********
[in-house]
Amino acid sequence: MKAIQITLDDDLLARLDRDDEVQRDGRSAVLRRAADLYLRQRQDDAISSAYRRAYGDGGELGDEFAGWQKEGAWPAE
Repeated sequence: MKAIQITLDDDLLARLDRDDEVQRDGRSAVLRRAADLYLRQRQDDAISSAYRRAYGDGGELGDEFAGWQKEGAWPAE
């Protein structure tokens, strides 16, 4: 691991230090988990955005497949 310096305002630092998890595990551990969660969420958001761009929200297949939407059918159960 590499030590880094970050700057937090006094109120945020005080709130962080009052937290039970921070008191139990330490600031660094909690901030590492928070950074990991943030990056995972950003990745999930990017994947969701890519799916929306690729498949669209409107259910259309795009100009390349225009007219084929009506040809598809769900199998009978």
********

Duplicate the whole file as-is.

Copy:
[in-house]
Amino acid sequence: MKAIQITLDDDLLARLDRDDEVQRDGRSAVLRRAADLYLRQRQDDAISSAYRRAYGDGGELGDEFAGWQKEGAWPAE
Repeated sequence: MKAIQITLDDDLLARLDRDDEVQRDGRSAVLRRAADLYLRQRQDDAISSAYRRAYGDGGELGDEFAGWQKEGAWPAE
């Protein structure tokens, strides 16, 4: 691991230090988990955005497949 310096305002630092998890595990551990969660969420958001761009929200297949939407059918159960 590499030590880094970050700057937090006094109120945020005080709130962080009052937290039970921070008191139990330490600031660094909690901030590492928070950074990991943030990056995972950003990745999930990017994947969701890519799916929306690729498949669209409107259910259309795009100009390349225009007219084929009506040809598809769900199998009978």